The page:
Today’s post follows on from Monday’s (incredibly popular, thank you) Part 1, as seen here.
Seeing our new 2800mm salvaged hoop pine in the flesh is rather cool. It’s gigantic in size and will soon fit 10-12 people comfortably for a meal. Luckily we have already carefully planned the space using tape, otherwise I would be doubting it could be too big (for our now lil family of 2, plus our dogs and pony of course).
Our first aesthetic enhancement is to give the illusion of a thicker slab of timber to fit with the chunky legs. Instead of scrapping the top we already have, we simply add a border of pine. From the side it should look like one big slab, minus the weight.
As this top was already painted and sealed, we use a belt sander to evenly remove the paint from the sides.
The Ullis 10mm pine is cut at nice 45 degree angles in each corner known as a mitre join, to allow each side to butt nicely in. Hint: Make sure the pine you’re using as a ‘thickener’ isn’t too wide, as we still need to allow 1050mm to later fasten our top rail to attach the legs. In other words, it needs needs to sit close to the edge but inside the trim.
Piece-by-piece, each side is glued, clamped into position, pre-drilled, counter sunk, and fixed using 50mm wood screws. We pretty cruisy with this part as it’s an identical process to fastening our vertical legs.
Our timber has shrunken ever so slightly at the two ends, known as the ‘bread board’. It’s the horizontal piece of timber you can see above that’s been glued to each end of the vertical timber pieces. It acts as stability and ensures the table doesn’t ‘cup’. To stop cupping you could also build your table top with a frame right around the edge known as an apron, or brace the underneath.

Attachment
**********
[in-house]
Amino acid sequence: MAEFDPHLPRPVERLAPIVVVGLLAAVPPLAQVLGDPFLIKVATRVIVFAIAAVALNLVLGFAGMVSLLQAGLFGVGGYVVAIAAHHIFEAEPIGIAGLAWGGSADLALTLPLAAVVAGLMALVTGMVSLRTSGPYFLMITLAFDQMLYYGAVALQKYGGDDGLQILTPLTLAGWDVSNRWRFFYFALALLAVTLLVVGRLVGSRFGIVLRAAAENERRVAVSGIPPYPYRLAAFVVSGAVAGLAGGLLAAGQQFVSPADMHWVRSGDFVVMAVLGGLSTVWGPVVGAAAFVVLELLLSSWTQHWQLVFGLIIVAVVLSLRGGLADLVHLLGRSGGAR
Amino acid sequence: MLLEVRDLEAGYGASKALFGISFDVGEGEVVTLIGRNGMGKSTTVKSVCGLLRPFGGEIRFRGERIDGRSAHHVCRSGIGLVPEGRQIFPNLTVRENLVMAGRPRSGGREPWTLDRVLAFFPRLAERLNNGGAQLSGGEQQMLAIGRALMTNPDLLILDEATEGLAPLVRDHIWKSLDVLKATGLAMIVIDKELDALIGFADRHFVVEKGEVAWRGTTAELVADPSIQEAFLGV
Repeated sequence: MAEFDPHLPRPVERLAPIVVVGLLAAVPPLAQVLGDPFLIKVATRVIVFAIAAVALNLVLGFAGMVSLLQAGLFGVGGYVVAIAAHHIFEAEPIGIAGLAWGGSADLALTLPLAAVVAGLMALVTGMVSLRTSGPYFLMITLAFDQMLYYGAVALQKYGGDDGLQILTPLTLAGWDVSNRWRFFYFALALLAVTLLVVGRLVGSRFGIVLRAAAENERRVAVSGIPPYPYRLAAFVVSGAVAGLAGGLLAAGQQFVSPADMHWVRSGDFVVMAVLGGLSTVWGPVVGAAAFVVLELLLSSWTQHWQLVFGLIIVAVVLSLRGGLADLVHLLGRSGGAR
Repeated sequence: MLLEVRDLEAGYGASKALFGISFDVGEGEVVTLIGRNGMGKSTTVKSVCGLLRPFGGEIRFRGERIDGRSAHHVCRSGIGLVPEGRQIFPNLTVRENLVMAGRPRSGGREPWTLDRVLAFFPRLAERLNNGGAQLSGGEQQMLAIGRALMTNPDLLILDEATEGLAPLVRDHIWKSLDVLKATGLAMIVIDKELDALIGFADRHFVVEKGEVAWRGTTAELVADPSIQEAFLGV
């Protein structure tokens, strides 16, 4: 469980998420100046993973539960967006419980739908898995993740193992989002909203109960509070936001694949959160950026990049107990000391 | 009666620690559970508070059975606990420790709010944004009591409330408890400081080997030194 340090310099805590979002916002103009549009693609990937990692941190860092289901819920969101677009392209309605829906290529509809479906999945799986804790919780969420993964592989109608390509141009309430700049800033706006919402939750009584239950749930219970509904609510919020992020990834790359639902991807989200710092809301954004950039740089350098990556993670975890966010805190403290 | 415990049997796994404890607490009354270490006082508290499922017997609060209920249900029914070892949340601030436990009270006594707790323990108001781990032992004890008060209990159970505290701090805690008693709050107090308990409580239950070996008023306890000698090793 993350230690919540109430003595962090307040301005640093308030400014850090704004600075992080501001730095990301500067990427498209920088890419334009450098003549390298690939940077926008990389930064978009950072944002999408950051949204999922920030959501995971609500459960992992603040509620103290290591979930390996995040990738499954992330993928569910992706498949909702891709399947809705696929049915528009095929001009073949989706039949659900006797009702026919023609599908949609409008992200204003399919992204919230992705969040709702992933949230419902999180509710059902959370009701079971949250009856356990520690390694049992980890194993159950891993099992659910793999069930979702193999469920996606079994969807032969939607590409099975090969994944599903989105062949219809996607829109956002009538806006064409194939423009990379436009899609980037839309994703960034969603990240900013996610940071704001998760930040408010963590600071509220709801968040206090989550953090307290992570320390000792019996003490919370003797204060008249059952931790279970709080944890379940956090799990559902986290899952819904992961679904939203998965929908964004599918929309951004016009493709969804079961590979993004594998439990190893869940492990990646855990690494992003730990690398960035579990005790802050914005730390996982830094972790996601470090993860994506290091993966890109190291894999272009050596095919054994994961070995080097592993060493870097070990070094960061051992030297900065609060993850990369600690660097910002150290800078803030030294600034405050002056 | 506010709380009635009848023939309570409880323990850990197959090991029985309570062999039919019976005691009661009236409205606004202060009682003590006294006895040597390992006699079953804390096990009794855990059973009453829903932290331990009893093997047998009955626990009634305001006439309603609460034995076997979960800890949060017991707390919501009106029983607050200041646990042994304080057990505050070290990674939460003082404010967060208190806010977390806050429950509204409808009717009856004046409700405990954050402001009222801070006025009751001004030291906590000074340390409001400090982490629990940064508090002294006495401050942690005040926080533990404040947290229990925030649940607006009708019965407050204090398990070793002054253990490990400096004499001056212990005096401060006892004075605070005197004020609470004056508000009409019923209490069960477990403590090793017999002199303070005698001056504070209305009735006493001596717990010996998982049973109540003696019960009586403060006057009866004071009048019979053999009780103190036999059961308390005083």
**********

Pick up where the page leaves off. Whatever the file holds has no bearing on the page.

However to overcome our bread board shrinkage (which Brain was very surprised had occurred in the first place), we’re sanding back each long side to sit flush the whole length. Oh, another illusion perhaps?
As you can see above, there is a line between the white existing hoop pine and the thickening pine we just added. We could simply apply some wood putty and paint and hope for the best.
Brian’s advice is you will be able to see this line no matter how much elbow grease we put in. So instead, we decide to use a router piece and groove out this line and make a feature of it.
He has a million-and-one pieces here to choose from, but unfortunately not what we were looking for…
So we make do with this router piece here, and carefully drag it along the edge at the exact height of the line.
Our bread board ends exposed the dowl joins with what I felt looked like rustic buttons or bolts once painted. Unfortunatley the router bit didn’t fit over the ‘buttons’ so we sanded them off to access the join and create a smooth finish. We’re all about perfection in the details here DIYers.
Never fear though, Brian (ever so kindly) insisted on using the drill spade head and created all new buttons for me. Purely an aesthetic detail however one I know will make all the difference when sitting down to a glass of red with friends.
Stay tuned for ‘how to make a dining table: Part 3’ (but it’s gonna be sometime next week, sorry).